The charming part comes in when we see how his family, his friends, his town respond to Bianca. For Lars, you see, lives in the kindest, most forgiving, most loving town in the world. In fact, I'd say it's downright charming. In Lars's town, the citizens see Bianca for what she is: training wheels for Lars as he relearns socialization. In Lars's town, an ambulance will respond to a 911 call for a doll, and doctors and nurses are happy to get involved (Lars also benefits from a charming insurance company, I presume.). In Lars's town, the guys from the hardware store even bowl with Lars, Bianca, and (you saw it coming) Margo. Charming.
But there can be a fine line between charming and precious, and LARS AND THE REAL GIRL crosses right over it. The music is too precious. Lars himself is somewhat precious. And the conceit that an entire town, and not just a few core supporters, would be willing to play along with Lars was just too precious.
And yet, I'm a sucker for charming. So I liked this movie, even if I can't wholeheartedly recommend it. See it with something inanimate.
Monday, September 01, 2008
I enjoyed THE JAZZ SINGER.
The film, which ushered in the era of talkies for a broad audience (Yes, I know there were earlier talkies, but this is the one that really hit.), has one foot in the silent era and one in the sound. How so? Well, while much of THE JAZZ SINGER plays just like any silent film, with broad acting and intertitles, the musical numbers and some of the accompanying dialogue is in sound as we understand it today.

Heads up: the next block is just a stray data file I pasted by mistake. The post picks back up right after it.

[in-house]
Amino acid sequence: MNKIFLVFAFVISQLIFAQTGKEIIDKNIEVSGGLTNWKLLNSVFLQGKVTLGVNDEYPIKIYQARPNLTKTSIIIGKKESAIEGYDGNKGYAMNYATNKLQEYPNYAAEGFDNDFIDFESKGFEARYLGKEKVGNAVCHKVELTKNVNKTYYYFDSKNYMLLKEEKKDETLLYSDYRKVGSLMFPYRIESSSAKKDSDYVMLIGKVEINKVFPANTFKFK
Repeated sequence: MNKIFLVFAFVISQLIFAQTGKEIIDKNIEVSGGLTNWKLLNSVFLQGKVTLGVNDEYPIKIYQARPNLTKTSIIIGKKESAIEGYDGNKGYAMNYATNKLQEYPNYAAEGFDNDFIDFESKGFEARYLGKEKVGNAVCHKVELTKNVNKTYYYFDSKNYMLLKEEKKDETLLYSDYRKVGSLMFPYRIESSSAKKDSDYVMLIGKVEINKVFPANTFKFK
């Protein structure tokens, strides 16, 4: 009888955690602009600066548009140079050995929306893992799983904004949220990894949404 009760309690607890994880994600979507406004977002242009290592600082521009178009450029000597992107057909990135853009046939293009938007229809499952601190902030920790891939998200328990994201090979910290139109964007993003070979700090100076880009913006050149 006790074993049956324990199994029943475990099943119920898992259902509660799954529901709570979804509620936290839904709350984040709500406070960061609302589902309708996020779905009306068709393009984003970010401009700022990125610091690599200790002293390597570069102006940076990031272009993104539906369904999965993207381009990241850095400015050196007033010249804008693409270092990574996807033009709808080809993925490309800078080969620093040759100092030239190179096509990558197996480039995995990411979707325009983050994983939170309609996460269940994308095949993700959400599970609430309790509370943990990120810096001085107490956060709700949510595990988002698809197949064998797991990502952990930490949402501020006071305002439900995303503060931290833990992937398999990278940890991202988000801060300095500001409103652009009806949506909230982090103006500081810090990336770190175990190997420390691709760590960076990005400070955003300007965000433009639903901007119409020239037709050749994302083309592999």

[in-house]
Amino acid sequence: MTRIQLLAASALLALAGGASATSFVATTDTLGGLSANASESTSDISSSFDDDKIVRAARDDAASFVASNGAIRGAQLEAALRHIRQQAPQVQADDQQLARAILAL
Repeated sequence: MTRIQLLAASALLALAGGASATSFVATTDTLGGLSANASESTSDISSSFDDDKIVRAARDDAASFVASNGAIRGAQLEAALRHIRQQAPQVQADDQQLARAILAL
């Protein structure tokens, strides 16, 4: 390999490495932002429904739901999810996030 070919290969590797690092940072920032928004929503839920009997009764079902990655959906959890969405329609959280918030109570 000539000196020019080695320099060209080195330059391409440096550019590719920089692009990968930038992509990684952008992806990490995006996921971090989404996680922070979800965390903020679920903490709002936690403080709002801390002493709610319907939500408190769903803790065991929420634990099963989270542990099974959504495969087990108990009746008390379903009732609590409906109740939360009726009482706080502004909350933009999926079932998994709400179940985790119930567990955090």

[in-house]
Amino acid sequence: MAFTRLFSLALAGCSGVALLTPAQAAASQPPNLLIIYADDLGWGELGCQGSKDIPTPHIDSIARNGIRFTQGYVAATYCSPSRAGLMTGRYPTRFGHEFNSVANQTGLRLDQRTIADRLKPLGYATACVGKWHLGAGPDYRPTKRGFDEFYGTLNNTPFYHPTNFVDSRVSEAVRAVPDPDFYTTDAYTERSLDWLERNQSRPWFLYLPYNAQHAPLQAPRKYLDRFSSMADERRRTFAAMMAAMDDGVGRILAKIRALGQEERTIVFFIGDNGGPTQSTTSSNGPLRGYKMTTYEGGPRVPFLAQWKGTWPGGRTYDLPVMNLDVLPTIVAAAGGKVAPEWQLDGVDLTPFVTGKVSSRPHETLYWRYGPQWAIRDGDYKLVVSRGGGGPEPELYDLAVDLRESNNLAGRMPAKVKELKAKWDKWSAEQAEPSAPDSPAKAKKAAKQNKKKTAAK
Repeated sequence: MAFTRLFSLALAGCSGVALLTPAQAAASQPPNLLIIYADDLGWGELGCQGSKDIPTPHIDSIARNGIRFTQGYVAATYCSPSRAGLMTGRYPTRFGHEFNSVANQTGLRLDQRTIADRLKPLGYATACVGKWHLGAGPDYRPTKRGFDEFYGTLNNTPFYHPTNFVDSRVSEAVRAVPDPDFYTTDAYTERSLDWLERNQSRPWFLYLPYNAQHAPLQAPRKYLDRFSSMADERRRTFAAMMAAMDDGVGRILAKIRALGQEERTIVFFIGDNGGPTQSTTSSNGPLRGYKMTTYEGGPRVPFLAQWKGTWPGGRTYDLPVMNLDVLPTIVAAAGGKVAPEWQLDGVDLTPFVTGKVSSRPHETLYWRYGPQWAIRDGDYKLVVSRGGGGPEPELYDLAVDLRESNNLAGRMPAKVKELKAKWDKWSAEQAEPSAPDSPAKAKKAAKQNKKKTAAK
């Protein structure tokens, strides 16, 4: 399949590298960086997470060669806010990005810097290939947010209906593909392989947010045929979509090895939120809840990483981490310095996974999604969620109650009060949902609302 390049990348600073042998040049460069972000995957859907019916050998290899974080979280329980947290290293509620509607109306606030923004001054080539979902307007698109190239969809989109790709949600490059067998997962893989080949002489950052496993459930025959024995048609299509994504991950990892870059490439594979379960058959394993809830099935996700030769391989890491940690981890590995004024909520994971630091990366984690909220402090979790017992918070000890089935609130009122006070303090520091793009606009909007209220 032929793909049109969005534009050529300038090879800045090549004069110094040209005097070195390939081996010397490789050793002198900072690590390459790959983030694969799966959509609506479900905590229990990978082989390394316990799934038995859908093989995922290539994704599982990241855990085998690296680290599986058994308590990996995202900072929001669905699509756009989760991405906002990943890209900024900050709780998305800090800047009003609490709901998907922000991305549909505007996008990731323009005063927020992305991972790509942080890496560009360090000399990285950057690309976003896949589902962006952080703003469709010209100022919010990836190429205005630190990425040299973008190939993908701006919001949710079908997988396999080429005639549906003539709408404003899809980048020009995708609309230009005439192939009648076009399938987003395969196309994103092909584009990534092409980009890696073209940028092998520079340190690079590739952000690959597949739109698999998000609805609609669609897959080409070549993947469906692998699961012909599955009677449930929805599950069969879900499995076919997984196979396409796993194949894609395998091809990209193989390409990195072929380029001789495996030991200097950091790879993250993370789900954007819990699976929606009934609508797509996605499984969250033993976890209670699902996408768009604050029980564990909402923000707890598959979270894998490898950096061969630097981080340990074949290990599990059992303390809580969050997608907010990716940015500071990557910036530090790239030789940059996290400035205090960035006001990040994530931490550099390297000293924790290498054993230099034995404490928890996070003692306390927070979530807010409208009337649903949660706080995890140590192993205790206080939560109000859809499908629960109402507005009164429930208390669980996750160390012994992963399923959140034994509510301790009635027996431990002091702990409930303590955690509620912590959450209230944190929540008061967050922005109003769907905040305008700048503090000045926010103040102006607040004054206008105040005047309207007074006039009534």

This raises an interesting question: why not sound all the way? Was it a technical issue, a financial issue, or something else? Anyone? Bueller?
Anyway, all I really knew about THE JAZZ SINGER boiled down to two words: talkie and blackface. Turns out, the film is about more than that, with a compelling story about competing duties and the realities of growing up and growing old. While Jolson´s style of musical performance doesn´t work for me (I´m more of a Crosby guy), I enjoyed the production numbers and found myself appreciating THE JAZZ SINGER as a film, and not just as a homework assignment.
So, THE JAZZ SINGER. Who knew it´d actually turn out to be a fine motion picture?
David Mamet´s REDBELT does all the things it sets out to do. Thanks, in part, to outstanding performances from Chiwetel Ejiofor and Emily Mortimer, it also manages to be one fine, entertaining film.
REDBELT is about the owner of a struggling judo studio (Ejiofor), long on honor and short on cash. Mortimer´s a profoundly wounded attorney who enters the studio by happenstance, but who sets in motion a potentially disastrous chain of events. Further on, when Ejiofor rescues a movie star (Tim Allen) from a bar fight, another chain of events, potentially wonderful, starts to roll.
We´ll see what happens.
What´s really interesting here is Ejiofor´s character, a guy whose profound commitment to doing the right thing makes for an unexpected (potentially) tragic flaw. Here´s a guy who plays by the rules when nobody else does, and we expect things to work out for him. But when they don´t, how much will he bend, how much of his honor is he willing to expend, to try and set things right?
Add Mortimer, whose supporting character desperately needs Ejiofor to do the right things, and we´re in for a character study of a good man whose circumstances both require him to be impossibly good and make that goodness impossible.
Combine this interesting story with Mamet´s dialogue (for which I´m a sucker), and you have an interesting, engaging, satisfying film. REDBELT crashed at the box office, but here´s hoping that it finds new life on DVD.
(Fun fact: I´m writing this in Sao Paolo, the hometown of Alice Braga, who plays Ejiofor´s wife in the film. Don´t ask me why I know these things.)